UTSW outreach initiative sends neurology expertise and equipment to Ethiopia
UT Southwestern’s Department of Neurology and Neurotherapeutics has launched a global neurology education and clinical skills outreach initiative that spans more than 8,000 miles.
Leading the effort is stroke specialist Dr. Mehari Gebreyohanns, Assistant Professor of Neurology and Neurotherapeutics, who headed UT Southwestern’s stroke outreach and telestroke programs before he embarked on this new endeavor. He was drawn to stroke care by the challenges and rewards of caring for patients with a complex disease that is often intertwined with other chronic conditions, such as hypertension, heart disease, and diabetes. Inspiration for the global outreach program came during a sponsored educational trip to Ethiopia, where he was born.
Dr. Gebreyohanns visited the city of Bahir Dar and Felege Hiwot Hospital in July 2016 for a series of classes, lectures, and neurological consultations. While helping at the facility – the referral hospital to 7 million Ethiopians – he felt transported back in time to the 1950s and 1960s.
“They had no imaging technology in the hospital such as CT or MRI, so we were making diagnoses by physical exams alone – listening, touching, examining,” Dr. Gebreyohanns said. “It was both challenging and exciting at the same time.”
Dr. Gebreyohanns believed better technology could be made available to clinicians and their patients if someone made the effort.
Upon returning to the UT Southwestern campus, Dr. Gebreyohanns launched the Bahir Dar Out-Reach for Neurology Education (BORNE) initiative. Within months, he had secured two electroencephalography (EEG) machines with the promise of on-site technical support from EEG technician Bereket Habte, a fellow native Ethiopian who lives in Colorado.
He also secured the services of Dr. Patrick Griffith, a longtime mentor of Dr. Gebreyohanns since his time as a first-year medical student. Dr. Griffith is a retired neurologist from Morehouse School of Medicine in Atlanta and Professor of Neurology at UT Southwestern.
“I was lucky and persistent in getting the machines,” said Dr. Gebreyohanns, who returned from another trip to Africa in September, in part made possible with support from Dallas’ Ethiopian community. “On the other hand, all it took was one phone call to Dr. Griffith. Ninety minutes later, he had agreed to be involved and to go to Ethiopia from July to mid-October and serve as a volunteer faculty member.”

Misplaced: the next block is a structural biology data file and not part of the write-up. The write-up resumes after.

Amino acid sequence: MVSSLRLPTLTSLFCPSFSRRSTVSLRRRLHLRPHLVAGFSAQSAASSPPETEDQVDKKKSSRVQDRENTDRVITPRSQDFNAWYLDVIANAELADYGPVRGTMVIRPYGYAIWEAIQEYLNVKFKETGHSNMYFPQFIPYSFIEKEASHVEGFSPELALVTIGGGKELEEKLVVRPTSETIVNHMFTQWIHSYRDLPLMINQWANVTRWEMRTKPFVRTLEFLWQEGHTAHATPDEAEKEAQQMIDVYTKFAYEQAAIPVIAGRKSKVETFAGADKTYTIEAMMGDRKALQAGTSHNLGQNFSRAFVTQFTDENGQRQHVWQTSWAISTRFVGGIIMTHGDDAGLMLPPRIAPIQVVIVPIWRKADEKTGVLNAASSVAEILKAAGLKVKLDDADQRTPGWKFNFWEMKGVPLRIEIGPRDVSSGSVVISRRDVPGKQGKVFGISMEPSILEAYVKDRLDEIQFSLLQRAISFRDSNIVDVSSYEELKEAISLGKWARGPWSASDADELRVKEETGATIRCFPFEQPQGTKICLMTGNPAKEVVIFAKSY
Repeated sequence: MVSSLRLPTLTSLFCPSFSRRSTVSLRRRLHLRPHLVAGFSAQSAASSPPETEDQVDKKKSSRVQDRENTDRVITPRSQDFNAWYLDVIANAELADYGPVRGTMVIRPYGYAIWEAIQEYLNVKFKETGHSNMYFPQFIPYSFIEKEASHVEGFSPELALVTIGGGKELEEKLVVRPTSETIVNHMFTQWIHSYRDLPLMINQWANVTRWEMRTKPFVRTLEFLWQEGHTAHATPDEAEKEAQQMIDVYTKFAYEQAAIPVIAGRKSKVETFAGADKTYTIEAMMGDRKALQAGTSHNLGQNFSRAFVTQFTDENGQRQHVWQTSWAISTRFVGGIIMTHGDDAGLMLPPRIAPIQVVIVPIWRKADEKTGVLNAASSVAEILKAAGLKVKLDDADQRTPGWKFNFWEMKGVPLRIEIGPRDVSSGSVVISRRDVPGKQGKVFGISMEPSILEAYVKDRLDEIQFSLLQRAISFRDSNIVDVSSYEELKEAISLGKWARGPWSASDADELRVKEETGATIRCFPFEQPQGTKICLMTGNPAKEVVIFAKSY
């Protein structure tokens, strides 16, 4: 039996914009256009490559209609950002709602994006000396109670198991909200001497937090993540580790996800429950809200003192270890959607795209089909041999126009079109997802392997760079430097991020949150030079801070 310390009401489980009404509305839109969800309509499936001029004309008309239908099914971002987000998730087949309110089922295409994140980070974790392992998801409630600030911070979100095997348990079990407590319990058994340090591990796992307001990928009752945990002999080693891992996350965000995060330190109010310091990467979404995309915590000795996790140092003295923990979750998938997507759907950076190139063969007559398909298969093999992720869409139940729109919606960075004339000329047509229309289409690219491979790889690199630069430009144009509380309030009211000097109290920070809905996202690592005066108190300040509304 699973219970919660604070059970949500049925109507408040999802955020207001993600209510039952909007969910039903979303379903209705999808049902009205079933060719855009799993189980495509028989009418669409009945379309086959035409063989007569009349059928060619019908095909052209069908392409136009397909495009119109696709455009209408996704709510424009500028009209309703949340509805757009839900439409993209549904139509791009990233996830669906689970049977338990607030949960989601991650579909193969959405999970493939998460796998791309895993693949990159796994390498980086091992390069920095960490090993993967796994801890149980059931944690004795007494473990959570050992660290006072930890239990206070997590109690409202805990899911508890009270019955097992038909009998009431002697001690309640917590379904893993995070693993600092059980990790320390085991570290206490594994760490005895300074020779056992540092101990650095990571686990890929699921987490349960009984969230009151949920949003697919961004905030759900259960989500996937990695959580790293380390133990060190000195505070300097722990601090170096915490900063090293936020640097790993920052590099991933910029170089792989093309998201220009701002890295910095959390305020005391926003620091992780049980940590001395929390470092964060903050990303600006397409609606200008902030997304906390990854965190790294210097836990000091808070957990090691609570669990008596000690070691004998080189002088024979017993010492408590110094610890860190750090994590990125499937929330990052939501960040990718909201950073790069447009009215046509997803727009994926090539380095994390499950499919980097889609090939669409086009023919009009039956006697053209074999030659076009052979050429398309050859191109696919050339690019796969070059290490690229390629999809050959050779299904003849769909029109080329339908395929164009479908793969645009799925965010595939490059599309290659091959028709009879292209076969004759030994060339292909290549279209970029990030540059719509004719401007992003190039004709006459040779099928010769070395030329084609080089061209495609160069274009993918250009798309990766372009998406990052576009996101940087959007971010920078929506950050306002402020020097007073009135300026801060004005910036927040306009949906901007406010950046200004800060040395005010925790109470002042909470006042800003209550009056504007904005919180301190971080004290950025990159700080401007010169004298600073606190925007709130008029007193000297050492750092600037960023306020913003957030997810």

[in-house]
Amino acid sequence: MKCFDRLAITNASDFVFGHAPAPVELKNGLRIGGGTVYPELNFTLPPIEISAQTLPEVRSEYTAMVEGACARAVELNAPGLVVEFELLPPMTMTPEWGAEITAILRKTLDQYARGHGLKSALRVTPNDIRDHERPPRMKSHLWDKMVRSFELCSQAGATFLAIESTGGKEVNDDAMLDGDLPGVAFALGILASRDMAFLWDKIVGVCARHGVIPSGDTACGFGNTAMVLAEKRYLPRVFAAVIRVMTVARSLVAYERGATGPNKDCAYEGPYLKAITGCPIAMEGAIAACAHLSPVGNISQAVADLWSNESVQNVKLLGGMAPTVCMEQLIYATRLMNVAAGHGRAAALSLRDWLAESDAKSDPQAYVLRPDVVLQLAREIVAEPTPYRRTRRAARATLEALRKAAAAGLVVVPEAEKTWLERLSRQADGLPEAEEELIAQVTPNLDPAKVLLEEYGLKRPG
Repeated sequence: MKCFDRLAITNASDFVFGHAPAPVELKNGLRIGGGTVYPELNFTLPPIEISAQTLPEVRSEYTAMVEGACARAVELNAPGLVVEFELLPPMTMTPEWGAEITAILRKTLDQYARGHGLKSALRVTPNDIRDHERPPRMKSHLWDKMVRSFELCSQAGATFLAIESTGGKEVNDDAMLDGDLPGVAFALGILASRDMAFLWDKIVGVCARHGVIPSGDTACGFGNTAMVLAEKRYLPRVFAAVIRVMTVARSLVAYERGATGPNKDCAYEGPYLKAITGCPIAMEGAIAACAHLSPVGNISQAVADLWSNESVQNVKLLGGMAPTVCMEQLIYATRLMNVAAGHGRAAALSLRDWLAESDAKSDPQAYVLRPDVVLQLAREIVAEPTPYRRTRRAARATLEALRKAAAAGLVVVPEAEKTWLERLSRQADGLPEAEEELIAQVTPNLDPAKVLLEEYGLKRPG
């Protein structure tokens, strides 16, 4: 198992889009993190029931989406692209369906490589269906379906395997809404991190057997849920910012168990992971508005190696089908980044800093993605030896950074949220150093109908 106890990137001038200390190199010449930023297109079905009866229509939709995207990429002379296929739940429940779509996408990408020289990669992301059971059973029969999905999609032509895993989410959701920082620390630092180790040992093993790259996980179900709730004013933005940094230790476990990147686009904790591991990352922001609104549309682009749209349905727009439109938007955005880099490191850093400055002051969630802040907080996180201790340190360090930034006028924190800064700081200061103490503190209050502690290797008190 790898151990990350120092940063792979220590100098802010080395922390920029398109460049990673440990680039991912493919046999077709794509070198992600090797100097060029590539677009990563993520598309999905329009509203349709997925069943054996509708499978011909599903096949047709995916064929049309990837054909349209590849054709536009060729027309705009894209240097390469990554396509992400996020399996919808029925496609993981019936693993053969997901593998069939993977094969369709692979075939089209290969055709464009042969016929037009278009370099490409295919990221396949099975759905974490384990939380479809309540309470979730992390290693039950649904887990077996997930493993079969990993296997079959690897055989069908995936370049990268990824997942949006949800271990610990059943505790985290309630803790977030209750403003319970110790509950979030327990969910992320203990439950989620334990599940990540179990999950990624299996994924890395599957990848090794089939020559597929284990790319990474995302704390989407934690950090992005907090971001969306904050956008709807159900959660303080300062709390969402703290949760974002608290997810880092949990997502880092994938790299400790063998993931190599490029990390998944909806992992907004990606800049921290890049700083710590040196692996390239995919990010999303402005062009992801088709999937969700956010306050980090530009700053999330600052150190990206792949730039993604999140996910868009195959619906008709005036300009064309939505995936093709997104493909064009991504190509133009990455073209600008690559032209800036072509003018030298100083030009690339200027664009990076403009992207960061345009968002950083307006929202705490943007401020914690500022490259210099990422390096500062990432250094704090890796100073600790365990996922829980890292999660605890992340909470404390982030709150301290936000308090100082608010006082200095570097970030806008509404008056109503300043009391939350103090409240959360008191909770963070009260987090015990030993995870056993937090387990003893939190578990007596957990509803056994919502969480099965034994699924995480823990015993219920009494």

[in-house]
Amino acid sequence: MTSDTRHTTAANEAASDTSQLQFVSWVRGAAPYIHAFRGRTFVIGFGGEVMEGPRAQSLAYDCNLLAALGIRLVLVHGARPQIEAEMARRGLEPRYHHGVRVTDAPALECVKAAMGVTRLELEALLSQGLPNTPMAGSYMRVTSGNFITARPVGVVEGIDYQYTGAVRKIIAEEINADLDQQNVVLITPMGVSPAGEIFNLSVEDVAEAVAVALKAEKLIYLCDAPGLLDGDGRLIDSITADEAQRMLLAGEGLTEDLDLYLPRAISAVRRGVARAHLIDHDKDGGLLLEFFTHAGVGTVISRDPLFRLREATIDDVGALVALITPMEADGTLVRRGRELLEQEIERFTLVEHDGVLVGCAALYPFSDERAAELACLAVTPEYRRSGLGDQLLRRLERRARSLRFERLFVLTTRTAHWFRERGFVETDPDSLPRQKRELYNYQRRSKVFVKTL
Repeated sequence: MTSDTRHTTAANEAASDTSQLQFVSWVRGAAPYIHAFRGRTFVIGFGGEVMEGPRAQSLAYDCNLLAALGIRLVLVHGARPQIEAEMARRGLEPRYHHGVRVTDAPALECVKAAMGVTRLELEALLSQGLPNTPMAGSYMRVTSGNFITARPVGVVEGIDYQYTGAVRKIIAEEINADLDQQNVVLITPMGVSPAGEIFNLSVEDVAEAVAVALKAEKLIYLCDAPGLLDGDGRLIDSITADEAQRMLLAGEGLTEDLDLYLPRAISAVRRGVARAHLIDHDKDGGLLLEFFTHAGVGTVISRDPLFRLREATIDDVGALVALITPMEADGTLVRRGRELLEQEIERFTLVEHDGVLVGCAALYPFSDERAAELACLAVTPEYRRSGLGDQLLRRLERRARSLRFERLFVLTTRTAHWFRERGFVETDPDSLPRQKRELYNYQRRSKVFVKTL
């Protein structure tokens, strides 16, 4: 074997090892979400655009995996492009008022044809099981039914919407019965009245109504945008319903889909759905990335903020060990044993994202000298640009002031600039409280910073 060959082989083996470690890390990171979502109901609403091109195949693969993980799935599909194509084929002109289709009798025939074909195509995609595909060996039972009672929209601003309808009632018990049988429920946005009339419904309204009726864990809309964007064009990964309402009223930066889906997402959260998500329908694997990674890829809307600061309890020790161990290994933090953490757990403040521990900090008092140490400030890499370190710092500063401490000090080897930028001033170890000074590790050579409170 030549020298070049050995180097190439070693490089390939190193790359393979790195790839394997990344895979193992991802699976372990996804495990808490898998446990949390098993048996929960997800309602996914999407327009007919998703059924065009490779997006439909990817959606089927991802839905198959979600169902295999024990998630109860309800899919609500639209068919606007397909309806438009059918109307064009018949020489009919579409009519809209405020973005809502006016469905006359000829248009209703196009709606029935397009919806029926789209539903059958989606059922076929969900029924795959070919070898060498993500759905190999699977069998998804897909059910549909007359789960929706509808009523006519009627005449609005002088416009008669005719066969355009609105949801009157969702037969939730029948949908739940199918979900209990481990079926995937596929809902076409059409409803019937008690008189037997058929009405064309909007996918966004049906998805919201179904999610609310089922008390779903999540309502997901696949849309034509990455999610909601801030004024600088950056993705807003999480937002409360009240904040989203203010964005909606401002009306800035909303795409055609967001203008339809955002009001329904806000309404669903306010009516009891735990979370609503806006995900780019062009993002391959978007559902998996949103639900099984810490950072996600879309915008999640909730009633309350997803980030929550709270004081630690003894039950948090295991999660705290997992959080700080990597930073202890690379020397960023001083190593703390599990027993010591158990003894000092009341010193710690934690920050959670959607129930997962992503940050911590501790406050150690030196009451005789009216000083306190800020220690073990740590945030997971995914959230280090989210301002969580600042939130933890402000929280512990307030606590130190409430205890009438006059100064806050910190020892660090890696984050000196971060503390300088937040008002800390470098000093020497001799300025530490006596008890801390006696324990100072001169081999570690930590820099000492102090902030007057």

Now that the machines are operational, Felege Hiwot Hospital clinicians can share EEG readings and consult with UT Southwestern personnel on difficult cases.
The EEG machines that Mr. Habte donated, set up, and trained hospital staff on – five nurses and two doctors – offer an electrophysiological monitoring method to record electrical activity of the brain.
“Now that we have everything in place, and with the help of colleagues here and in Ethiopia, we can access digital studies and offer tele-EEG services,” Dr. Gebreyohanns said. “Ultimately, I hope that this could be developed into a more robust global neurology program. It would be a great opportunity for residents to have an elective rotation in global neurology to experience the challenges of health care in a low-resource environment. This puts our Department at the forefront of the effort to ease the burden of neurological diseases in less-developed parts of the world.”
“UT Southwestern Neurology faculty and residents are proud to be part of this Departmental initiative, which will provide a new level of care for the patients served,” said Dr. Steven Vernino, Professor of Neurology and Neurotherapeutics and a supporter of the new program.
Dr. Vernino holds the Dr. Bob and Jean Smith Foundation Distinguished Chair in Neuromuscular Disease Research.